How many times have you read this; This book will change your life.

Ahem, well, actually this book will change your life if you let it. Building on the work of Martin Seligman at Penn State University, Shawn Achor is one of the new young turks in psychology taking the findings of positive psychology and applying them to business and everyday life. These ideas are quite revolutionary, as is the whole of positive psychology predicated as it is on using what we know about our brains to enable us to use them more effectively. Before positive psychology came along, the psychological effort of humanity was focused Eeyore like on the negative side of our mental lives, exploring all of the things that could go wrong with the complex human mind. Mental illness and psychology were basically synonyms, with the medical disciplines fetishising when brains go wrong over applying its understandings in a more balanced, life-affirming way. Positive psychology restores that balance, acknowledging that there's a lot we can do in weeding our own mental garden in a manner that means we live as happy a life as possible. In fact, the premise of Shawn's wonderful book is that - happiness doesn't follow success, it is the other way round. We are, Achor says (and he backs his assertions up with buckets of evidence and examples) more likely to be successful when we are positive and happy - up to 30% more successful - because brains in a positive state are more imaginative, responsive and flexible.

The book contains 7 basic principles which Achor calls the Happiness Advantage. He is a persuasive and entertaining writer and public speaker, his TED talk is here and as you can see his work is gaining a lot of attention (12 million hits and counting). The principles range from considering our everyday interactions with people through to re-setting our negative defaults to sift the environment for positive things that if our moods instead of simply worrying about what might or mightn't happen in the future. I have a copy of this book and also an audio-copy which I use in work and with some of the people I support.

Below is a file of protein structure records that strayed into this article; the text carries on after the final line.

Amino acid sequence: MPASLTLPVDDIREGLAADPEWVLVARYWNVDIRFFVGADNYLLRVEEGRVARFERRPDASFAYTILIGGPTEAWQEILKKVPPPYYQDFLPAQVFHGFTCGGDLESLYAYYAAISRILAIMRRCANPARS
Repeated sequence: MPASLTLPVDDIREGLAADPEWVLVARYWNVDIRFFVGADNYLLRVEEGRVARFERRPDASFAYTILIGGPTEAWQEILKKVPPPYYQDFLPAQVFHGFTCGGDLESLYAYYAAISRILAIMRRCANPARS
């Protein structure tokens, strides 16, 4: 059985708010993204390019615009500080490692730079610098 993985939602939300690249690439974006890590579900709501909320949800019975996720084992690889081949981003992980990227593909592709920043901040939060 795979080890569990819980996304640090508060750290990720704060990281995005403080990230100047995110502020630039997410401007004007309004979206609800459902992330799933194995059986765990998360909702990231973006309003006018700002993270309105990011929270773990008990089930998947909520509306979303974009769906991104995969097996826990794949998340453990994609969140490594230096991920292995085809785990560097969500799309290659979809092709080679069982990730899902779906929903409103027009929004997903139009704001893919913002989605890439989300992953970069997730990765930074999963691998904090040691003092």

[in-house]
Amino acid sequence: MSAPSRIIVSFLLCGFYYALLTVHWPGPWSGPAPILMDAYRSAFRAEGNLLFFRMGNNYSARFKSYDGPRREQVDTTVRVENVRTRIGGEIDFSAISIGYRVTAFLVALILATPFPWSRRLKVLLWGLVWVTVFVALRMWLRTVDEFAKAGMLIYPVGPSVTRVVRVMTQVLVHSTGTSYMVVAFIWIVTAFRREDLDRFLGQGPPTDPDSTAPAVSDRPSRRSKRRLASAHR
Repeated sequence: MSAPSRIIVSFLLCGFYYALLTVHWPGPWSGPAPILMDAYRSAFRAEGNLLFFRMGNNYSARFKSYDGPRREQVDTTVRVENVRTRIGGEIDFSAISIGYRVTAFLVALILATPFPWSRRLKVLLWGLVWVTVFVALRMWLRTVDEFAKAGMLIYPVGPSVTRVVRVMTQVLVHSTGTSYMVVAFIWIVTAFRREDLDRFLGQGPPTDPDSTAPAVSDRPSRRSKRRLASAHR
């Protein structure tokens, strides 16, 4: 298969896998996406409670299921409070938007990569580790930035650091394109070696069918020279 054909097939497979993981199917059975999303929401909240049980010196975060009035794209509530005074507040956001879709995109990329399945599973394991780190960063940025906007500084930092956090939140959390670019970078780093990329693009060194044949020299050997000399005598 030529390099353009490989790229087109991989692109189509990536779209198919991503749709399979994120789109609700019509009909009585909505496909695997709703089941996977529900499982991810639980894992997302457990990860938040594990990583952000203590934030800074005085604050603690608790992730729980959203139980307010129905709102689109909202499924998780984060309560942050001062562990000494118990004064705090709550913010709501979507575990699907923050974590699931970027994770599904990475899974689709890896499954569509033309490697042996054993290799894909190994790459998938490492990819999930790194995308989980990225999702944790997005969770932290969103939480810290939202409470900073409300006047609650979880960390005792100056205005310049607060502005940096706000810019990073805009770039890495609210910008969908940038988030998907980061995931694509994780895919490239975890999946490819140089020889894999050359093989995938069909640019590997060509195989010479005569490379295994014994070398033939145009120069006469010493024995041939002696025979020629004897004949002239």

The book is replete with fantastic insights and ideas. The 7 principles being;

1. The Happiness Advantage - Being happy gives you an edge or an advantage in terms of achieving success so happiness should be our focus, not success. Achor calls this the Copernican revolution in psychology, happiness leading to success instead of the mistaken beliefs we have about success making us happy.

2. The Fulcrum and the Lever - Re-calibrating our mental responses toward the positive will move our internal psychological fulcrum giving us much greater leverage with a brain singing with positive neurotransmitters rather than one paralysed by negativity, doubt and worry.

3. The Tetris Effect - Basically, this is neuroplasticity (the tendency of the human brain to change and adapt neural networks dependent on what we are doing) in action, we are what we repeatedly do. If we play Tetris for long enough everything block-like in the real-world can appeal to our Tetris habituated brain as a shape within the remit of the game and we can find ourselves trying to fit blocks together out in the real-world, blocks made of fences, walls, buildings or bricks just we happen to be passing. If we tip of brains response towards the positive we will see opportunity and creativity where before we might have seen challenge and stress. (On this point Kelly McGonigal in her wonderful TED talk makes a similar point.)

4. Falling Up - This is a fascinating chapter all about how we can reset our daily to defaults to maximise our happiness experiences, such pearls of wisdom here. Quick happiness wins we can all build into our daily experience to lift our subjective experience toward the positive.

5. The Zorro Circle - This is about being very clear and focused about what you want to achieve everyday and ensuring you do your very best by building the skills which enable you to achieve those daily goals.

6. The 20 Second Rule - This takes forward the examples from Principle 4 and gives many examples of how we can prime our default responses to ensure we overcome any inertia around changing bad habits, for example, if we want to jog first thing in the morning, go to bed wearing Gym clothes.

7 - Social Investment - As social animals this principle acknowledges the importance of making strong, supportive connections with others (colleagues and friends) in ensuring we maximise our happiness.